They had to really dumb down my martial art skills. Because I’m a 10th degree black belt in every martial art. I did Kung Fu when I was, I think, in like third grade. So I was pretty much qulified to kick ass in space.

(via peterquill)

#bless  #dis man  

sovereign-sky said: Hey Karina, does Clean Sweep and your other stories have more of a dramatic or light hearted tone? Just wondering because some situations I’m like “whoa, its about to go down” haha. Can’t wait to see the whole thing :)

Hey Jacob! Clean Sweep and my other stories do have more lighthearted tones. :) So far I’ve just been drawing really dramatic moments from the stories. The heart of Clean Sweep is a love story and AOI is about friendship. 


This is the best ending.

(via peep-peep-meow)


First stills released of Disney’s Feast. Feast is the short film that will play in front of Big Hero 6.

Via USA Today





This is a dream come true


(via bonkalore)


i still can’t believe peter quill saved the galaxy with footloose and friendship

(via violethour320)

Quick end of the day sketches. Gotta practice loosening up my drawing arm.

Lunch break sketch inspired by the song Mountain Sound by Of Monsters and Men. Yup yup.

End of the day space people sketches. Sometimes my default guy expression is zoning out for some reason……

Lunch break sketcheroo. I don’t even know about the background

#sketch  #animation  #tone  #girl  #aoi?  #my art  

One of my more out of the blue morning warm ups. Felt like drawing a big dude. Yerrrp

Late night “Bounder” sketches (again with 12% more sparkles). Anyway….I wanted to practice drawing a shorthand for him while thinking of how his powers work in the world of the webcomic. Atm I’m juggling my three webcomic storylines and working out their kinks one at a time. Clean Sweep and AOI go hand in hand, but I just need to make sure that AOI has enough to set up for Clean Sweep. On the other hand the Bounder story is it’s own separate story even though it technically exists in the same world as the other two stories? Yeahhh… 

ashbykent asked: I'm actually a rather new follower, but I've wished I followed you sooner! I love your art! How do you go about composing shots? Do you mostly work with a horizon line and perspective, characters drawn first then the BG or large silhouettes to shape the composition? I'm excited to see more of your art!!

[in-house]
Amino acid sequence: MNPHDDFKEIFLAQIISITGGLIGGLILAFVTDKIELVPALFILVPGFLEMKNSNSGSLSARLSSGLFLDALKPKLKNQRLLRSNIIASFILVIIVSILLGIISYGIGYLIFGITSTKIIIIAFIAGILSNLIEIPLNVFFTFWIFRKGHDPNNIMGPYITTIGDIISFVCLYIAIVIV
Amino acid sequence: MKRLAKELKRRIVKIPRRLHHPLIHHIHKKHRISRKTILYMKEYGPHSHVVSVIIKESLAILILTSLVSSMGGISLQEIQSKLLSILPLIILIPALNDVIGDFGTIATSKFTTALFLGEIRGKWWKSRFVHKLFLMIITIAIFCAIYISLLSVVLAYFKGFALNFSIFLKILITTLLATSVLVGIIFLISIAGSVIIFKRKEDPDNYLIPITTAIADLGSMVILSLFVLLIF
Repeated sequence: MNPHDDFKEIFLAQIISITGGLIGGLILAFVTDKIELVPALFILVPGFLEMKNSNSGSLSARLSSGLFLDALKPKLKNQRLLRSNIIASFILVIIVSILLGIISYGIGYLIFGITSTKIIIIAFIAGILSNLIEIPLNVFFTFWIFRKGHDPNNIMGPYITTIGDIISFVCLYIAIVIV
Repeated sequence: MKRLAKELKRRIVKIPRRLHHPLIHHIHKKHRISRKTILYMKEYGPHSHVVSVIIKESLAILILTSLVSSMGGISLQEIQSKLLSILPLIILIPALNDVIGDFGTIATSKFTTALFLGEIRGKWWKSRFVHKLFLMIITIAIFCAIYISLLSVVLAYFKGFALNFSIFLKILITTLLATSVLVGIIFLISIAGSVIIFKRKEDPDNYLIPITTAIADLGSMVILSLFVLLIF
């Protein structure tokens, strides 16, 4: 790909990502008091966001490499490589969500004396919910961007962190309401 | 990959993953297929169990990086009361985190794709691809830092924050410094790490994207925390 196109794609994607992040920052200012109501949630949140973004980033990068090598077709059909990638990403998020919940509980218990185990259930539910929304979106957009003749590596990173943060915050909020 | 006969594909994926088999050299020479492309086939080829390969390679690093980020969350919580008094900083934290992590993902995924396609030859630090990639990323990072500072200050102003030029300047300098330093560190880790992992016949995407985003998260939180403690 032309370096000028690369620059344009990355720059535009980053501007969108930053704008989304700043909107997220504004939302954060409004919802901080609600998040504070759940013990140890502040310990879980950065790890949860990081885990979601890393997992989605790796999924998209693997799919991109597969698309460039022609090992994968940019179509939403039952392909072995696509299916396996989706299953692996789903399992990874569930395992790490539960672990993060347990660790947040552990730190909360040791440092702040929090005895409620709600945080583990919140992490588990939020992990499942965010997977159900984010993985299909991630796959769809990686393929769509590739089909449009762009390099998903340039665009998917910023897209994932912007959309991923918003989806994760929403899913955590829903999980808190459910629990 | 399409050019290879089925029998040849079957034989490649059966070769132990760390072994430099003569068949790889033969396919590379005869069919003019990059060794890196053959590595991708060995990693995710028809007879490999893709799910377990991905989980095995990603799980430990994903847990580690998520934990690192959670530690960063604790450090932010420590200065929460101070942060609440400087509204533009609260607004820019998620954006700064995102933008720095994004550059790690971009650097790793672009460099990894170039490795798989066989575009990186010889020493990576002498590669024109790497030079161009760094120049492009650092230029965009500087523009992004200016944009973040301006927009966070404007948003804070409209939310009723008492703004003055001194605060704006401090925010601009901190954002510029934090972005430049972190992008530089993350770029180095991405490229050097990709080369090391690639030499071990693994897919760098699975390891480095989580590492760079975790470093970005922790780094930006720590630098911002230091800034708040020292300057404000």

Thanks so much! It kind of varies for me, to be honest. If the moment is intensely character driven, I might just focus on sketching the character(s) and nailing the emotion first. Sometimes that’s just most important. But obviously when you’re boarding you want to use your staging to effectively plus the drama/ comedy of whatever is going on- so it’s good to establish wider shots that do that early in the sequence or as it builds towards the emotional crescendo. And so yeah, generally speaking that starts with a horizon line, building up perspective, setting up the stage for the characters to “perform on.”

That said, with everything being 3D in animation, you have to be aware of the environments on a larger scale as well as the capabilities of 3D cameras. If you think of your shots too much like a stage versus an actual inhabitable world then you may not be using your environment to its full potential. I try to remind myself all the time that, in terms of storytelling, the environment is a character all its own…so it’s good to move the characters and the camera through it and see as much as you can. What’s helped me recently is producing overhead schematics of my set locations before getting into a scene- just so I’m aware of the space I have available to me. I also like to research my locations which can mean anything from digging through vis dev folders for artwork or googling my heart out to find ways to include interaction between the characters I’m boarding and the world they live in. 

As far as making sure compositions are appealing/ readable/ varied from others…something that helps me is to put them all into a thumbnail template and look at them together, on the same page. For me, scaling down to a thumbnail size helps me see which of my silhouettes read well from afar and which can use some clarity. Seeing the shots side by side helps me see where I may need some variation. For example, maybe I have too many medium shots, a weird cut, or could replace a flat shot with something more interesting and dynamic.

ashbykent asked: Karina!!! I had a question... I absolutely love your storyboarding style: easy, concise, and clear! I was wondering when you start drawing the face, do you start with the eyes or the outline of the face?? Thanks again! I really just follow your style!

Heyyy there Ashby! Ahh thank you! When I draw faces I usually like to focus on the eyes first if it’s an acting piece and then draw the rest of the face to match the acting or attitude in the eyes (especially in a C.U. shot). For wide shots I usually do the gesture of the full body and then go back in to do the face. The face by then is usually an oval with the eyes on top of it :). Thank you for your question! I hope this helps 


"Gravity Falls : Into the Bunker" Boards


Here’s a chunk of my boards from “Into the Bunker” that I directed. Story is a collaborative process, so I can’t take all the credit. Neil Graf and Sabrina Cotugno contributed to this scene as well and I’m very happy with how the episode turned out. 

My goodness gracious these are AWESOME!!! Not to mention gorgeous boards :O